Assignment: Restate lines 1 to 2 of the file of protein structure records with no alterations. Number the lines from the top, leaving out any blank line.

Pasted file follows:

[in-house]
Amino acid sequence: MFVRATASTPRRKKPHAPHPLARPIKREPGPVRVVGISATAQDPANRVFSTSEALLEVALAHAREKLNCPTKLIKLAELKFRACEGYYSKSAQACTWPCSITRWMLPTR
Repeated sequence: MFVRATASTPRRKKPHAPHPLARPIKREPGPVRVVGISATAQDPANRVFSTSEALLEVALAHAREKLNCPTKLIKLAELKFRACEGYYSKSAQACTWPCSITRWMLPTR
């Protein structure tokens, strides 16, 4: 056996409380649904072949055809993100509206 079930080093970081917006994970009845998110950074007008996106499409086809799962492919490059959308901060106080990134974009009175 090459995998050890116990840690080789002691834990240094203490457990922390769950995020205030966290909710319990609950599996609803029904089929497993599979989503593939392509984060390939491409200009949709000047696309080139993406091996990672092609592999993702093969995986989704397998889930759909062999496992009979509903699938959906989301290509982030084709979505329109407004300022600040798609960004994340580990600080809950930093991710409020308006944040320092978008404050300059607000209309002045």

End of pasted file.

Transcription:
[in-house]
Amino acid sequence: MFVRATASTPRRKKPHAPHPLARPIKREPGPVRVVGISATAQDPANRVFSTSEALLEVALAHAREKLNCPTKLIKLAELKFRACEGYYSKSAQACTWPCSITRWMLPTR